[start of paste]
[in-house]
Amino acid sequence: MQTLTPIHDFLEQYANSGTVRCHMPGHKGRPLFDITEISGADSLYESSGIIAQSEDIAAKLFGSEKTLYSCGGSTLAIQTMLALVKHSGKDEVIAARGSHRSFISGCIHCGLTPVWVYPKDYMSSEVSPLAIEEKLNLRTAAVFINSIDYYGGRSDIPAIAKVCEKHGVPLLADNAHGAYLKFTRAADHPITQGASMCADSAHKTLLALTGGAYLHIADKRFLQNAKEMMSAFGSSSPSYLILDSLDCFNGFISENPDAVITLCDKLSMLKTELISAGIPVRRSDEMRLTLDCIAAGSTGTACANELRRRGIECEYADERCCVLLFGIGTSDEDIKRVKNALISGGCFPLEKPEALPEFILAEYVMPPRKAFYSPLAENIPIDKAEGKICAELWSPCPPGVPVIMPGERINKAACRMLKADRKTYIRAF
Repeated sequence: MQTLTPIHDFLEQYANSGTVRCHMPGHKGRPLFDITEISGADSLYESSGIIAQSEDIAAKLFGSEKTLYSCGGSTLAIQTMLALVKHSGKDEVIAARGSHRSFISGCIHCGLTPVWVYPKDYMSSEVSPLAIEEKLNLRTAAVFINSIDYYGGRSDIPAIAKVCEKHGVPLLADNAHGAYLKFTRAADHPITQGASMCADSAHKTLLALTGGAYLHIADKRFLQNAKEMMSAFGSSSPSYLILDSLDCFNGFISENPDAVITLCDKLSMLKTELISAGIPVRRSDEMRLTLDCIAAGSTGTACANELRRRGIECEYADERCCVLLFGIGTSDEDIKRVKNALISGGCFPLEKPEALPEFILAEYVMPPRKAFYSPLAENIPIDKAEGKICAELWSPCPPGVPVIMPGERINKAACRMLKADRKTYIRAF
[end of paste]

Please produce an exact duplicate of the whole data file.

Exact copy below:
[in-house]
Amino acid sequence: MQTLTPIHDFLEQYANSGTVRCHMPGHKGRPLFDITEISGADSLYESSGIIAQSEDIAAKLFGSEKTLYSCGGSTLAIQTMLALVKHSGKDEVIAARGSHRSFISGCIHCGLTPVWVYPKDYMSSEVSPLAIEEKLNLRTAAVFINSIDYYGGRSDIPAIAKVCEKHGVPLLADNAHGAYLKFTRAADHPITQGASMCADSAHKTLLALTGGAYLHIADKRFLQNAKEMMSAFGSSSPSYLILDSLDCFNGFISENPDAVITLCDKLSMLKTELISAGIPVRRSDEMRLTLDCIAAGSTGTACANELRRRGIECEYADERCCVLLFGIGTSDEDIKRVKNALISGGCFPLEKPEALPEFILAEYVMPPRKAFYSPLAENIPIDKAEGKICAELWSPCPPGVPVIMPGERINKAACRMLKADRKTYIRAF
Repeated sequence: MQTLTPIHDFLEQYANSGTVRCHMPGHKGRPLFDITEISGADSLYESSGIIAQSEDIAAKLFGSEKTLYSCGGSTLAIQTMLALVKHSGKDEVIAARGSHRSFISGCIHCGLTPVWVYPKDYMSSEVSPLAIEEKLNLRTAAVFINSIDYYGGRSDIPAIAKVCEKHGVPLLADNAHGAYLKFTRAADHPITQGASMCADSAHKTLLALTGGAYLHIADKRFLQNAKEMMSAFGSSSPSYLILDSLDCFNGFISENPDAVITLCDKLSMLKTELISAGIPVRRSDEMRLTLDCIAAGSTGTACANELRRRGIECEYADERCCVLLFGIGTSDEDIKRVKNALISGGCFPLEKPEALPEFILAEYVMPPRKAFYSPLAENIPIDKAEGKICAELWSPCPPGVPVIMPGERINKAACRMLKADRKTYIRAF